“In Spain he would be absolutely adored. He gets the rough end of the stick but fair play to him because he’ll keep on trying things. If he gives it away he goes again because he’s confident and has a pair of bo***cks. He wants to play out and that’s why Pep Guardiola bought him. Sometimes he needs to learn when not to do it but we’re talking about a 22 year old here. We should be embracing him for how good he is on the ball. He needs to learn a few bits and pieces but that will come, there are not many defenders who come complete at his age.”

Having broken into the Leeds first team in the late nineties as a teenager and quickly establishing himself as a mainstay in a side that challenged at the very highest level, the 36 year old – now a scout for Liverpool in Spain and Portugal – speaks from experience and knows the importance of letting a young defender make his mistakes on the pitch. To learn and grow from them.

“He needs to be given a chance and he should play for England for the next twelve years. He’s that good of a player. I’ve seen some of the things he’s done at Everton and just think ‘oh my God’; I’m excited watching it. I even rewind it back because I love that type of centre half.”

This shouldn’t come as a surprise given that Woodgate himself was a renowned ball-playing centre-back whose composure on the ball and superb reading of the game took him all the way to international recognition. Were it not for injuries he would undoubtedly have amassed more than his eight caps and that in an era when England was spoilt for choice for top class stoppers. Sadly the same cannot be said of today.

“The quality is good but the numbers aren’t there. Phil Jagielka is now 34 and Gary Cahill is in his thirties and they’re still getting in the England squads. Then you have John Stones and Michael Keane and Ben Gibson is coming through at Middlesbrough.”

“But when I was coming through I was competing against Sol Campbell, Rio Ferdinand, John Terry, Carragher and Ledley King. There was a load of us competing for places with Martin Keown and Gareth Southgate as well. Now we have so few because foreign players outweigh English players a lot so the English lads aren’t being given a chance to play. We can’t get them from the youth teams into the first teams and their pathways are getting blocked. Look at Chelsea who have won the UEFA Under 18s league twice on the spin and they’re still waiting. Back in the day if you won a youth cup a couple of those players would get into the first team.”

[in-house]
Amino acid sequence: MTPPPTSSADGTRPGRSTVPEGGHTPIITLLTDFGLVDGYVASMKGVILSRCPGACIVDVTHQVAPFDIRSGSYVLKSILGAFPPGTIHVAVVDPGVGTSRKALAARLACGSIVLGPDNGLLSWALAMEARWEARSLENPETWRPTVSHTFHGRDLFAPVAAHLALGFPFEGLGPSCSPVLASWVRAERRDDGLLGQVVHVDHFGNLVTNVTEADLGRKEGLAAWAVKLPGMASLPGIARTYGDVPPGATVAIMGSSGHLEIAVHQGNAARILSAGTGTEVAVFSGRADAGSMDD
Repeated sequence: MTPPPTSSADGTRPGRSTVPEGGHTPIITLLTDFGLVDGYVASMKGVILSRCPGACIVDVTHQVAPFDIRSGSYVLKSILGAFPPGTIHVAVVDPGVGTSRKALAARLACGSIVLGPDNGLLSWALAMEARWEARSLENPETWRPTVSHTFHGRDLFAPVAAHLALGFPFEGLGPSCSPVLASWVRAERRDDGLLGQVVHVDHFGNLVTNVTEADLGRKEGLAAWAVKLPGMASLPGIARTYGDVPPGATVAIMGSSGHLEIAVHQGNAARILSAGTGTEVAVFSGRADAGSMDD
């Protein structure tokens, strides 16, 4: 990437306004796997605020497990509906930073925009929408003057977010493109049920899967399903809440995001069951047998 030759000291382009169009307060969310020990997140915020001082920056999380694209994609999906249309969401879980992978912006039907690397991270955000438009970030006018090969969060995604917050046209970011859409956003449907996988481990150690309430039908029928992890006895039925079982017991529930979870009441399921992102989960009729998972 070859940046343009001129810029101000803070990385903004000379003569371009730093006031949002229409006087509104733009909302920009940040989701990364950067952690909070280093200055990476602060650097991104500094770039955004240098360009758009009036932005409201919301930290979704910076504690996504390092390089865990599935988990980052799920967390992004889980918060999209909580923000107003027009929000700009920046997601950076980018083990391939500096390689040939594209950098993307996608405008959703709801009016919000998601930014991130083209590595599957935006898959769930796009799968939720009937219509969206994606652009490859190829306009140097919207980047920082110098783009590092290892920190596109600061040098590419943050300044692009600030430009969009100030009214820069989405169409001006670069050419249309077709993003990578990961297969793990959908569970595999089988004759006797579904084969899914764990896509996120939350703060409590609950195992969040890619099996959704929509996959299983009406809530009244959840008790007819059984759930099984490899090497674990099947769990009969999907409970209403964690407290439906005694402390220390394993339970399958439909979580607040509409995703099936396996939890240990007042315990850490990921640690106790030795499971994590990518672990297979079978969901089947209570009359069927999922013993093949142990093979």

One option available to the new England manager Gareth Southgate would be to drop Eric Dier further back as we have witnessed at Spurs recently. Woodgate however disagrees.

“I watched him in the Euros and he was probably England’s best player in that tournament. I thought he was fantastic. I didn’t see him as a centre midfielder until Pochettino put him in there; he had obviously seen his qualities and it was an unbelievable decision. I love him as a midfielder and think he’s brilliant as a holder. He can do a job as a centre half but for me his best position is in midfield.”

Fair enough, and Spurs will presumably be glad to return him there once their injury concerns ease. They’ll certainly be happy to field their strongest side again after just one win in the last ten games. Is Woodgate’s former club in a mini-crisis?

“You can spin it both ways with Spurs because they’re a hard team to beat. They have a fantastic manager down there and a young squad. One hundred per cent you cannot write Spurs off because they’ve got a young, hungry group of players. Look at last season and how close they came. I know they fell away and got stuffed up at Newcastle but they’ve got leaders in that team. There is Harry Kane, Vertonghen and Alderweireld. Dier is a young lad but he’s a leader too. Then you have Lloris so there are leaders throughout that team. They can’t be written off.”

A victory against struggling Swansea this Saturday afternoon will help their cause while just under a thousand miles away in Catalonia sees the biggest game on the continent, arguably the world. Having played in and experienced a clasico himself, Woodgate is relishing the prospect of Real Madrid and Barcelona butting heads once again and pinpoints the absence of Gareth Bale as the only thing that separates the Spanish giants.

“He’s a world class player. He’s outstanding and a match-winner. If Gareth came back to England he’d be the best player in the Premiership and he’d score thirty-odd goals a season without a shadow of a doubt.”

Which begs the question: How does the Welshman compare to the two megastars who will surely dominate proceedings this weekend?

“To reach the heights of Ronaldo and Messi then you’re talking a different level from that. If they played in a different generation then Gareth Bale would be up there as the best player in the world.”


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